Houses and apartments built in the middle of the 20th Century, termed ‘mid-century modern,” are highly valued in today’s real estate market. The existing substantial housing inventory from this time is joined by more coming on the market as sellers age out of these houses and downsize.
While associated with the building boom of post-World War II, the mid-century incorporates the period from roughly the 1940s to the 1970s. The baby boom, resulting from returning soldiers, and the GI Bill – which allowed millions of veterans to purchase homes – increased the inventory and housing development during this time.
Designed for the younger buyer
Real estate agents who are sensitive to the mid-century modern design elements and can identify its architecture are guaranteed success with younger buyers.
It is vital that as housing stock from this period hits the market, original design details, including light fixtures, doors, windows, hardware, kitchens, and baths, remain intact without updating or modernizing.
If sellers try to remove its detail, The character and flavor of this period will be compromised. The term “appropriate” when describing floorplan, finishes, and appliances was never more important than in mid-century modern homes.
The post-war 1950s were a time of optimism, hope, advancement, and belief in the “American Dream,” unlike any other time.
Two influences are the vibrant pastel color palette of blues, yellow, mint green, and pinks and the streamlined modern lines of stylized exotic florals and geometrics such as the boomerang Formica pattern so prevalent during this time.
Turquoise, a shade of blue/green previously unknown in America, became a mid-century staple. Like Rock’ n’ Roll, highways, cars, televisions in every home, and modern air travel, 1950s design is energetic and vibrant.
During World War II, steel was in high demand for weapons, tanks, and airplanes. Post-war production facilities turned to metal cabinets for kitchens and baths and home appliances.
Frank Lloyd Wright, the great American architect, adapted metal cabinets in kitchens early, as they were sanitary and vermin-proof. Mass production was in full swing, as the New York suburb of Levittown supplied housing for more than six million people.
The home dishwasher was introduced at this time, both freestanding, which was rolled up to the kitchen sink via hoses or built into the kitchen’s base cabinets next to the sink. Kitchen sinks were still white enamel over steel, with a built-in drainboard, but the days of handwashing dishes were over.
American Industrial designer Raymond Loewy was featured on the cover of Time Magazine in October 1949, recognizing his far-reaching innovative designs.
Clean, curved lines, seen in kitchens and bathrooms, and the innovation of the dinette set of tables and chairs for kitchen dining are attributed to Loewy.
Plastic laminate became commonplace in kitchen design, despite a limited color palette of seafoam green, yellow, fiesta red, and blue. Kitchen cabinet salespeople worked with sales kits containing miniature metal kitchen cabinets that enabled them to design kitchens, to scale, on the spot, whether on construction sites or in existing homes needing upgrades. So standardized were the cabinets and appliances that the kitchens adhered to 4 basic shapes: the “L,” the “U,” the “I,” and the “H.” Mass production, perfected during the war, fed the home construction industry with products desired by modern homeowners.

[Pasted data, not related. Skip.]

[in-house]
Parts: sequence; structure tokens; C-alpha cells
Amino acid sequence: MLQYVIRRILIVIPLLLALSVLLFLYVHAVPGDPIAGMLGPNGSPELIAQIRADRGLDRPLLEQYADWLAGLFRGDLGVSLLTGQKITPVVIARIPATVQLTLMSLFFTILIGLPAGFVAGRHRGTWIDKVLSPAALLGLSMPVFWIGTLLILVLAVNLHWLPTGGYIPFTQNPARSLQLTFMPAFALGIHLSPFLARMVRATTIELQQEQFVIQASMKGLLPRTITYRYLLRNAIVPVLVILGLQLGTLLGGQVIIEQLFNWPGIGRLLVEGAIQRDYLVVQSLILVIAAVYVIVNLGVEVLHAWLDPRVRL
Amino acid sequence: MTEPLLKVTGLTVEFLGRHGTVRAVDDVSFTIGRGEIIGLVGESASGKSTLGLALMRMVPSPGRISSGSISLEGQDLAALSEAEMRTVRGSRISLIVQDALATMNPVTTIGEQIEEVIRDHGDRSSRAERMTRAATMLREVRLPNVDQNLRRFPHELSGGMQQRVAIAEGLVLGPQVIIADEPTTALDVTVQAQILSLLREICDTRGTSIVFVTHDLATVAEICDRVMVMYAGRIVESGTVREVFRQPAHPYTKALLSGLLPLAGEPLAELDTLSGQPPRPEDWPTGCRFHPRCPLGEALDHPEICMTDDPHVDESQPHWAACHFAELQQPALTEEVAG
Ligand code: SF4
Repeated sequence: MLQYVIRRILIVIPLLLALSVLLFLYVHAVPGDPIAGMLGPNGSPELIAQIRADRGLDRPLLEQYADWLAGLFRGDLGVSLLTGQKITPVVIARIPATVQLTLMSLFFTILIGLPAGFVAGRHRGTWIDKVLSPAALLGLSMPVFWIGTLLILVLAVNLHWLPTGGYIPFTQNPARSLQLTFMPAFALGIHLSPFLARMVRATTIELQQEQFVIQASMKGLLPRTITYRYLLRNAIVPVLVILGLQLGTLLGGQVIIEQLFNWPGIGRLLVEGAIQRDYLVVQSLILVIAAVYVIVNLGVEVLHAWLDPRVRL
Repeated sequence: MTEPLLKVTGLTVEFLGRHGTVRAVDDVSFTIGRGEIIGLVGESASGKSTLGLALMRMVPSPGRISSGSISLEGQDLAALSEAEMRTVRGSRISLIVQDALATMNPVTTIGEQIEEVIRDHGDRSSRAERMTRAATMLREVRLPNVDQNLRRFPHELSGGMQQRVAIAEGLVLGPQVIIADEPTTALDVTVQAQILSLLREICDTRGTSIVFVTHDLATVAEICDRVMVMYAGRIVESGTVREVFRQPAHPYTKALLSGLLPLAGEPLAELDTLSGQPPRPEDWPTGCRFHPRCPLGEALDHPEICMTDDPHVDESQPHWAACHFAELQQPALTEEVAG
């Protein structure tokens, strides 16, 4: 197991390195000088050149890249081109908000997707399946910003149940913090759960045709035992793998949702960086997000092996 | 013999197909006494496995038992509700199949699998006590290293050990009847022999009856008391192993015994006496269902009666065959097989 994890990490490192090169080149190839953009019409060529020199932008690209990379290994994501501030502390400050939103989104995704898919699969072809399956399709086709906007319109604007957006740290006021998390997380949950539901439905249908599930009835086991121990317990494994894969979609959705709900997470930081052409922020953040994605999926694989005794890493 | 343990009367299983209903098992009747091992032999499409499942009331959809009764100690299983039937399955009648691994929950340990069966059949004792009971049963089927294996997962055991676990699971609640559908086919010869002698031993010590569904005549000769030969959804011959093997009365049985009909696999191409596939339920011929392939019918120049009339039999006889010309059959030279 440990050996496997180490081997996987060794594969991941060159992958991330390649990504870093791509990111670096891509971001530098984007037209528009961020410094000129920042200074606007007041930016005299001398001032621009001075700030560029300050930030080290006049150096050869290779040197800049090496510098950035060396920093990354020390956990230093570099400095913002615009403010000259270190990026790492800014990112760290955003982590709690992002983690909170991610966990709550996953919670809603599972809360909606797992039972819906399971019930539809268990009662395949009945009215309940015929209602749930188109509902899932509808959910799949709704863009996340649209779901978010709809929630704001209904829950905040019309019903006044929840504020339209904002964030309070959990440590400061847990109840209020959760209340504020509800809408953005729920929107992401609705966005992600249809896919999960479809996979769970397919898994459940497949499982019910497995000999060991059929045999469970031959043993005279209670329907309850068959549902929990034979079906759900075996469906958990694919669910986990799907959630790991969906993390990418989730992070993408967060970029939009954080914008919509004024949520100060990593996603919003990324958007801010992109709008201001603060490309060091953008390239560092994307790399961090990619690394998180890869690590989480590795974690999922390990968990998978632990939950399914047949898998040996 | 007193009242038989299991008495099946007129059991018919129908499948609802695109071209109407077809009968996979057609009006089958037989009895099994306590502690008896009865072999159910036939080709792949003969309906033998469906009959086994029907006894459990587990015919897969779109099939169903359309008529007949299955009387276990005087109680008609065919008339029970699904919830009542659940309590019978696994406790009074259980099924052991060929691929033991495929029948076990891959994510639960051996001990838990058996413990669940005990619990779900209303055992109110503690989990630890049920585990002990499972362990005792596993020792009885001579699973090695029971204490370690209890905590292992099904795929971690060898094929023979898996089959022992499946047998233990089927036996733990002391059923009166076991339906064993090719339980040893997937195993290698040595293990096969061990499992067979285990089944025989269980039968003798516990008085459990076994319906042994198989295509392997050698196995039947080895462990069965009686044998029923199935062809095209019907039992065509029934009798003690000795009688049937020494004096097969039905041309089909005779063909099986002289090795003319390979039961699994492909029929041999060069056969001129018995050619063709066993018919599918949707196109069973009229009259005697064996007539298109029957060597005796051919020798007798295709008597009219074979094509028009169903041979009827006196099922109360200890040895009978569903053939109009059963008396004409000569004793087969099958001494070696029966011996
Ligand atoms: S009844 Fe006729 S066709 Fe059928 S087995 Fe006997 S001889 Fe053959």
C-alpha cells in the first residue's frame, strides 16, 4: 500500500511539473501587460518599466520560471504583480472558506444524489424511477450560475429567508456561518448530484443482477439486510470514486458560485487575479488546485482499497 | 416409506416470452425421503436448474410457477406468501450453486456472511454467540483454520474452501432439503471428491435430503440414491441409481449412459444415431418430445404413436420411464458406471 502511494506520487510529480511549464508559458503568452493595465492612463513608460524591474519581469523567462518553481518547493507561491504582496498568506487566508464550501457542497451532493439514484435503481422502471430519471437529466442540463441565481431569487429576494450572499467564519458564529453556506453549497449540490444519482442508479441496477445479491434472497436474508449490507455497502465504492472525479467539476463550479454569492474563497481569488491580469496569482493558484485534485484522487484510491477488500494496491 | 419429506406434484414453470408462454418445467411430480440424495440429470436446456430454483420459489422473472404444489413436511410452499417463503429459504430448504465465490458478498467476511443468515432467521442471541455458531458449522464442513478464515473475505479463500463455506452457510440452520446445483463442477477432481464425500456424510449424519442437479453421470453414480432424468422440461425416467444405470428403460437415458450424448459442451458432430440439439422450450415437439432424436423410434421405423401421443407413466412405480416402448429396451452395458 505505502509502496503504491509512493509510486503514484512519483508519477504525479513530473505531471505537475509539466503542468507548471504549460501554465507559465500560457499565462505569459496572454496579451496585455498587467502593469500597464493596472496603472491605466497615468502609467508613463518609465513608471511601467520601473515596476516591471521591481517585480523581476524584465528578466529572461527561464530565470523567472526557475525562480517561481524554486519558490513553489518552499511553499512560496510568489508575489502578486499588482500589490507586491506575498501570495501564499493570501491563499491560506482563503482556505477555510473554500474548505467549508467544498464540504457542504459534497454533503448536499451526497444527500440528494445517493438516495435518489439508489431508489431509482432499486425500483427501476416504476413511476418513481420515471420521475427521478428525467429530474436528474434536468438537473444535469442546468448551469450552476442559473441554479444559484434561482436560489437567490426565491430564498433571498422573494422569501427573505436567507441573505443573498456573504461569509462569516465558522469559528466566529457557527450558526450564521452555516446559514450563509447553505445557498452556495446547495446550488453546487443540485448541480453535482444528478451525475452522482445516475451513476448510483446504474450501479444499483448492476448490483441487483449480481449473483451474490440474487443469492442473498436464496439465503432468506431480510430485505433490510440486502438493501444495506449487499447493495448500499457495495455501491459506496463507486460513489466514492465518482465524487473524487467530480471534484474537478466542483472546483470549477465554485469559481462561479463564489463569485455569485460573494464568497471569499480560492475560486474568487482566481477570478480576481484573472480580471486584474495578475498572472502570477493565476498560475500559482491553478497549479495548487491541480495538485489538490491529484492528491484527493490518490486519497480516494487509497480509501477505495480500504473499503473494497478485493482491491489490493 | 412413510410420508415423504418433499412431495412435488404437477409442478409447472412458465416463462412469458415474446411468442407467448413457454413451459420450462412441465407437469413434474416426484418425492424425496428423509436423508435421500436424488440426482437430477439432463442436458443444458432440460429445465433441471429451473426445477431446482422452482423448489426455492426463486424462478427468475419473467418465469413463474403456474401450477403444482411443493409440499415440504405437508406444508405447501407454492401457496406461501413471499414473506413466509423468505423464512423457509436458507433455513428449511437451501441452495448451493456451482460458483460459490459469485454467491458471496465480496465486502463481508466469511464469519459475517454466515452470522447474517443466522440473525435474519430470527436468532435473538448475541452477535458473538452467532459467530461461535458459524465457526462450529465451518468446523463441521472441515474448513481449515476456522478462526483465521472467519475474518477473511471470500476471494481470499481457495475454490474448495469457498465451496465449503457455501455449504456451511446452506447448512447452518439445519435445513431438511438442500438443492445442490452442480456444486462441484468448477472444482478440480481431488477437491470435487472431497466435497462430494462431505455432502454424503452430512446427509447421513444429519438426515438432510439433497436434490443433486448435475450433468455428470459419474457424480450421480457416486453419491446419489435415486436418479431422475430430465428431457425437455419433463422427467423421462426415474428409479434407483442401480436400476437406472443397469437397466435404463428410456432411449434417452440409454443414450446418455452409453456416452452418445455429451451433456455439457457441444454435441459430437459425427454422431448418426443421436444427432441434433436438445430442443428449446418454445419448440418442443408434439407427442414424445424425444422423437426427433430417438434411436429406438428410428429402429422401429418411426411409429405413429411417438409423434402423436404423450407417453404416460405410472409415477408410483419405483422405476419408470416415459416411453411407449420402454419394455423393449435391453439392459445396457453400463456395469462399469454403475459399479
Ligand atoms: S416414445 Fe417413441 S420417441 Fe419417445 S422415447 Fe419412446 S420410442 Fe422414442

Metal cabinets, particularly those under the kitchen and bathroom sink, were vented to allow air to circulate, preventing musty odors and mildew. While cabinets were available in various colors, hardware was always chrome.
Clean designs with a Scandinavian influence were also popular in mid-century design. Wood paneling, especially knotty pine, and built-in cabinets in dens, recreation rooms, and living rooms were born due to this Scandinavian influence. Home bars in lower-level recreation rooms, built of knotty pine, became a staple of American life.
Kitchen appliances began to adapt to a more modern feeling with the advent of two-door refrigerator-freezers and wall-hung stoves and ovens. Automatic kettles, deep fryers, and nonstick pans debuted in the 1950s.
Pink, burgandy and black
If there is one feature that real estate agents will repeatedly see in 1950s homes, it is the pink bathroom. Pink, in every hue from pale shell pink to a flesh or coral tone, was seen as the symbol of luxury, leisure, and pleasure.
Americans loved that they appeared healthy and happy in their pink-toned bathrooms. Pops of darker colors and borders of burgundy, black and gray toned down some of the vibrancy.
American standard porcelain fixtures, including tubs, sinks, and toilets, were manufactured in “fashion colors” like regency blue, Manchurian yellow, and tourmaline green, which added to the five most popular colors: persimmon brown, platinum gray, tang (t’ang) red, Ming green and coralline (pink), with matching glazed floor and wall tiles.
Bathrooms of this time featured built-in hampers and vanities with seats and decorative towel bars.
Houses built in the mid-century exist across the country in various states of repair, upgrading, and decay. There is a strong market for a well-cared-for home of this period with original details. The savvy real estate agent will be able to find these hidden gems and introduce a new generation to the lifestyle popular in the middle of the Century.